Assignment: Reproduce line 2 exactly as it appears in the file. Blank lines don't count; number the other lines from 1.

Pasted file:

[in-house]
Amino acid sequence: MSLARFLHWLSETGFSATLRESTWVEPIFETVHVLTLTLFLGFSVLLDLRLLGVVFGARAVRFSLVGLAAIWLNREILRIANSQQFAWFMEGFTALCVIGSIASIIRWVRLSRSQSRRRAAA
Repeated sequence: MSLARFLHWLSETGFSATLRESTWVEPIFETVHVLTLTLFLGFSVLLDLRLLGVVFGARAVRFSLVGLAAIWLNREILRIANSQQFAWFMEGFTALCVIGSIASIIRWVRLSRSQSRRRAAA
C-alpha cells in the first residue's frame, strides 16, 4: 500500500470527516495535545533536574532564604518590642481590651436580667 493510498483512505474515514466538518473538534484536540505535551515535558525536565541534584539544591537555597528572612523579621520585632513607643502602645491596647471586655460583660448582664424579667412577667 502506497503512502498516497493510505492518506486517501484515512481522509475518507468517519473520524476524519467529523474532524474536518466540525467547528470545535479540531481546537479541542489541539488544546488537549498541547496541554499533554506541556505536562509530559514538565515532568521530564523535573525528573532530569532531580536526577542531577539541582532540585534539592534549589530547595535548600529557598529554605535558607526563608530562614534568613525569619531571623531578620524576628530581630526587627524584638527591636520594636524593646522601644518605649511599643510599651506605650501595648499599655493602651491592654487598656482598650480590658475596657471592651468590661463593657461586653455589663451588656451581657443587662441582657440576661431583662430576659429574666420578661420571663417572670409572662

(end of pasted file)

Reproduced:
Amino acid sequence: MSLARFLHWLSETGFSATLRESTWVEPIFETVHVLTLTLFLGFSVLLDLRLLGVVFGARAVRFSLVGLAAIWLNREILRIANSQQFAWFMEGFTALCVIGSIASIIRWVRLSRSQSRRRAAA